Iraqi politician Khamis Khanjar says his Turkey-trained Nineveh Guards Force should spearhead Mosul attack on ISIL.
Iraq is at risk of partition and the worst sectarian bloodletting since the 2003 US-led invasion, if Shia paramilitary units get involved in the fight against ISIL for Mosul, a senior Iraqi politician warned.
Iran-backed Popular Mobilisation forces, or Hashid al-Shaabi in Arabic, are supported by the Shia-led Baghdad government and want to play a bigger role in the offensive to regain ISIL’s last major stronghold in Iraq.
But Khamis Khanjar, a Sunni politician and businessman who financed the 3,000 strong Turkish-trained force known as the Nineveh Guards Force, said it should lead the offensive, alongside the Iraqi army, and take control of the city after ISIL is driven out.
"Everyone is looking for salvation from Daesh [the Arabic acronym for ISIL] ... but after Daesh is defeated a new dangerous phase will begin, if the United States and the government do not address Sunni grievances. This could threaten the future of the Iraqi state," Khanjar said, in an interview with Reuters news agency in Amman, Jordan.
"The fear for the future of the country, the threat, is more than any other time."
Mosul is already ringed to the north, south, and east by Iraqi government and Kurdish Peshmerga forces and Iraq’s US-trained Counter Terrorism Service breached ISIL’s defences in east Mosul at the end of October.
Khanjar, who has close ties with regional powers Turkey, the Gulf states and Jordan and aspirations to lead the Sunni community, said the consequences of Hashid al-Shaabi entering the city would be catastrophic.
International human rights groups and the UN Human Rights Commissioner have accused the Shia militia of abuses against Sunni civilians in towns and villages retaken from the Islamic State of Iraq and the Levant.
"The fear is the repeat of the same massacres and ugly violations committed by the Hashid al-Shaabi," Khanjar said.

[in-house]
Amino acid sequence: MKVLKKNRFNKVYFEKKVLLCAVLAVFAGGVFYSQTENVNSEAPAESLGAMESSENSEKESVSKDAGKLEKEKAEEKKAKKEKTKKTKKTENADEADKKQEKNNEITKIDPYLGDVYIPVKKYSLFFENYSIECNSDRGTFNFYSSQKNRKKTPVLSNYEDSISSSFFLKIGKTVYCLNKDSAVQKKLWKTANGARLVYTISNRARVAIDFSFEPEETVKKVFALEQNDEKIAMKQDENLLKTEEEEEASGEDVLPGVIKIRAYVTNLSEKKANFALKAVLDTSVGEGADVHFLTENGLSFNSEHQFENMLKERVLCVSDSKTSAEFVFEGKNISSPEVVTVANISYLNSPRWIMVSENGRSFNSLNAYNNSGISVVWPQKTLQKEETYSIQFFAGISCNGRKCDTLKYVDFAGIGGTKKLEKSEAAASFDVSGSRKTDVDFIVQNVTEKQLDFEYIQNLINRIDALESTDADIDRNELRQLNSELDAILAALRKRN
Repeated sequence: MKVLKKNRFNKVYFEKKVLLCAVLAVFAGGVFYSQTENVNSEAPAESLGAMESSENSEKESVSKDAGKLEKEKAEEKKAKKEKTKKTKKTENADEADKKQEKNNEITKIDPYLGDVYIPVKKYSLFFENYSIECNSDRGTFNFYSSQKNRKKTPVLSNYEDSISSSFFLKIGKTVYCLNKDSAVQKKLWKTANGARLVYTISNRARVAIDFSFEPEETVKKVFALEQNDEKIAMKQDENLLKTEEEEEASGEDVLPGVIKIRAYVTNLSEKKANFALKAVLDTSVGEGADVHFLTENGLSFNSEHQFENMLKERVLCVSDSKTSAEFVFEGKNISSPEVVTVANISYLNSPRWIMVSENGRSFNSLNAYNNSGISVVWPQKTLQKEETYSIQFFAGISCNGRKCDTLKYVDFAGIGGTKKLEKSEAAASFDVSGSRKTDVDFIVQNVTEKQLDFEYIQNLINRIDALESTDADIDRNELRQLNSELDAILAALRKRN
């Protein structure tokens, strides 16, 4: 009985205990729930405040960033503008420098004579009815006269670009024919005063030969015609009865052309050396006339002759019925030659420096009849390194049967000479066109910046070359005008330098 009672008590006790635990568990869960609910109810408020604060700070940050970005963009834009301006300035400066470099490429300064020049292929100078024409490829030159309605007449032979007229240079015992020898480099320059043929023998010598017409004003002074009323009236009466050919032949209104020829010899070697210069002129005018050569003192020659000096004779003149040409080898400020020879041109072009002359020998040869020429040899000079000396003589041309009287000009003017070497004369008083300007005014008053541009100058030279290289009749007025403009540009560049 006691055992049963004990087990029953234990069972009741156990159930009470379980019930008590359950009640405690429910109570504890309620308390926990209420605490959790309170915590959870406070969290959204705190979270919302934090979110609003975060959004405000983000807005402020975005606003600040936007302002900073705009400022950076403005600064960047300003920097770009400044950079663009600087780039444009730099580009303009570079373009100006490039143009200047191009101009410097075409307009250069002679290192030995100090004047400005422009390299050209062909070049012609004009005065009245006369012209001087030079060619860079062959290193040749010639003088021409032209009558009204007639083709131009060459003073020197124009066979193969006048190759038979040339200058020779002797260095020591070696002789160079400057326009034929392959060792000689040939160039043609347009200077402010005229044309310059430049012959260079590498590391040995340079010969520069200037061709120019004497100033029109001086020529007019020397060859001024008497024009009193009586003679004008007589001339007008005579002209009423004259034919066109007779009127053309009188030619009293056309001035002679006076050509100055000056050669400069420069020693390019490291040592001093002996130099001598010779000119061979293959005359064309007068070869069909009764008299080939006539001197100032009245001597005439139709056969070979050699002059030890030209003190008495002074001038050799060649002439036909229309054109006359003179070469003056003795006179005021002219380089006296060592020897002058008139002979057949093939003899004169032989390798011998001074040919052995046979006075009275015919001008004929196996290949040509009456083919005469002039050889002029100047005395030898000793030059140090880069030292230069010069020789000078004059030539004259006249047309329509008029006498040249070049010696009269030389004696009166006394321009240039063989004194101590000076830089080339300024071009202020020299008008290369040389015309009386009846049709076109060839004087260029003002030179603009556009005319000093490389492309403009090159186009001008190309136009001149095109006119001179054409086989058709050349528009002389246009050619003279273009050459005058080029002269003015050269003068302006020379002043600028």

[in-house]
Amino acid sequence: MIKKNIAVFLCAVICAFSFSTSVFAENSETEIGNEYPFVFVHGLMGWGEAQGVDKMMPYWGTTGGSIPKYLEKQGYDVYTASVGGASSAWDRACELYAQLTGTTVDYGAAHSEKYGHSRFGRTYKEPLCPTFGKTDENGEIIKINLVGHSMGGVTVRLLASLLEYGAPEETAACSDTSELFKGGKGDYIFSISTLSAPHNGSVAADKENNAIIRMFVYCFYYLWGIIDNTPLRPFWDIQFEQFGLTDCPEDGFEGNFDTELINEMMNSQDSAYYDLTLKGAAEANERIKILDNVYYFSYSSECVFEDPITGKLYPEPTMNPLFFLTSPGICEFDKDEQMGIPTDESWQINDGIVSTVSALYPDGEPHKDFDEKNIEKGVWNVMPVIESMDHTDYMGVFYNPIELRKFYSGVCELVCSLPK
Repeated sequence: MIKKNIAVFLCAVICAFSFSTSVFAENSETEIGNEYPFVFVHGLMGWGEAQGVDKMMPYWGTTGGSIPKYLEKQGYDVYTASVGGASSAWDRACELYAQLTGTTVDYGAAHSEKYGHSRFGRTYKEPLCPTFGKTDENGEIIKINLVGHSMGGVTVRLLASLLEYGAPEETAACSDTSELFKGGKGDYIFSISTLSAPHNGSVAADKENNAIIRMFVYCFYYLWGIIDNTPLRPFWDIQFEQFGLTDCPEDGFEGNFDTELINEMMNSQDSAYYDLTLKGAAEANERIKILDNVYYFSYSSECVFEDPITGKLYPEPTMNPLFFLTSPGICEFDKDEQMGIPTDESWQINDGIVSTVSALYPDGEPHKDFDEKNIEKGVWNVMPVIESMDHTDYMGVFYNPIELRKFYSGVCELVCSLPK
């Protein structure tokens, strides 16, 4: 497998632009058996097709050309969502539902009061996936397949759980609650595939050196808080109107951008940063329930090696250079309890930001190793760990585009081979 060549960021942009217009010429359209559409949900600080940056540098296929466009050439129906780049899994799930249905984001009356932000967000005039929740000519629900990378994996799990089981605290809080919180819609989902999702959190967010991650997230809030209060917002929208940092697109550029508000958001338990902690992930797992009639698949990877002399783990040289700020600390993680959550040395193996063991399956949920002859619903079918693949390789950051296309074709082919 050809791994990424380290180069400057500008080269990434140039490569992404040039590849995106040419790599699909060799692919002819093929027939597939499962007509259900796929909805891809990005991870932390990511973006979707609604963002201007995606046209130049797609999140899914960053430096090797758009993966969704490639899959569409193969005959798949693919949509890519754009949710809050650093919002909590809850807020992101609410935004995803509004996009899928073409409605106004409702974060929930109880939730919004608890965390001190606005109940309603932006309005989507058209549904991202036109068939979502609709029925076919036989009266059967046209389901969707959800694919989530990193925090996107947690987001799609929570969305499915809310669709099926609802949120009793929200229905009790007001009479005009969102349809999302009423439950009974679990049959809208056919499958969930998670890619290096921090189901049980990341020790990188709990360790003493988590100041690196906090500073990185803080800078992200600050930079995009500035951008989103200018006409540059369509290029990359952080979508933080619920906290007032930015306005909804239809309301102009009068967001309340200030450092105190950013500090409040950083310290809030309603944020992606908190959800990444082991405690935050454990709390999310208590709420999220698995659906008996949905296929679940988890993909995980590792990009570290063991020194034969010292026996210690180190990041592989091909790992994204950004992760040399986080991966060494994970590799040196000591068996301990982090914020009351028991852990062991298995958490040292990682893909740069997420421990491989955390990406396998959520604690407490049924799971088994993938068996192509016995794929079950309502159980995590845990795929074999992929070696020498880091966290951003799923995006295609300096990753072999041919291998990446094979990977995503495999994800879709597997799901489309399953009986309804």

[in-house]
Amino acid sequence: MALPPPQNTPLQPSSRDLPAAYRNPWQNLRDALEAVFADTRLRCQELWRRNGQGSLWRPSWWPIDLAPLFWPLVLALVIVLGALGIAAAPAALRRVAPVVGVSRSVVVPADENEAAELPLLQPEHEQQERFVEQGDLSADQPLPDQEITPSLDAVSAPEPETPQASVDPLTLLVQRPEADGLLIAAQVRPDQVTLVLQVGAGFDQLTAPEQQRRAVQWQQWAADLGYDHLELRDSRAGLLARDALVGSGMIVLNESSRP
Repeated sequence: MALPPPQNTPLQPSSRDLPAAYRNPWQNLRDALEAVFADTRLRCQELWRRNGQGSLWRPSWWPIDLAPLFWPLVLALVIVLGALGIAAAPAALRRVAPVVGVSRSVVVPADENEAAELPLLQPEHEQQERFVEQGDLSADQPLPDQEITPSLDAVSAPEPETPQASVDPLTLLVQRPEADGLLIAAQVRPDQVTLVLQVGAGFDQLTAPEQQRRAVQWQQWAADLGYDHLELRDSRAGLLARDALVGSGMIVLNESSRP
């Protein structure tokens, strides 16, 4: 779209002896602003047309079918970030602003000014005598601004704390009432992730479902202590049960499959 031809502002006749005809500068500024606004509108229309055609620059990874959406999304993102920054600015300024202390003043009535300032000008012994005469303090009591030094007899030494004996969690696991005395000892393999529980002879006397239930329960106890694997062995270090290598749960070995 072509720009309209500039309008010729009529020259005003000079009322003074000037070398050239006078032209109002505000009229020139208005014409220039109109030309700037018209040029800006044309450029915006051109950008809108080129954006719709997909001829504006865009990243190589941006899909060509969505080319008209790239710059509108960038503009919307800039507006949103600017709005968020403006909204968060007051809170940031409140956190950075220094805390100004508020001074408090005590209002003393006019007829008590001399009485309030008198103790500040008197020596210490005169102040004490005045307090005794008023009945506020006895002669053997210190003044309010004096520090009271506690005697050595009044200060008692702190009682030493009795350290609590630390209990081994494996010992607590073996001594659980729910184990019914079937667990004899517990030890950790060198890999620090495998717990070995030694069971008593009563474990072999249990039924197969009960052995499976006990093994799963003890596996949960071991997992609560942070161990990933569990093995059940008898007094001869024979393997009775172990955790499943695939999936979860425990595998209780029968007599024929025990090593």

Hashid al-Shaabi leaders deny their groups mistreat civilians.
Khanjar said the Nineveh Guards Force, which is mainly drawn from the Mosul area, was ready to fight.
"They are present in the thousands," said Khanjar, who met the forces and their commanders recently, adding their presence would assuage widespread fears of revenge attacks.
He said the failure of the Baghdad government to support the force, and lack of US support, was a mistake that fueled suspicions that Sunni concerns were not being addressed in the Mosul campaign.
Some of Iraq’s top Sunni leaders will meet in Amman this week to chart a political strategy to present to key Kurdish and Shia political parties, he said.
Sunni Muslims, who dominated Iraq under Saddam Hussein, accuse Shia leaders of marginalising them through sectarian policies, allegations Baghdad’s Shia-led government denies.
Khanjar said he supported a federation in which Sunni Muslims, Shia Muslims, and Kurds could all run their own parts of the country, without a formal break up.
"All the laws make the complexion of the state a religious Shia one, where Sunnis are more marginalised so we have no solution but to go to autonomous regions to protect us - or else partition," Khanjar said.
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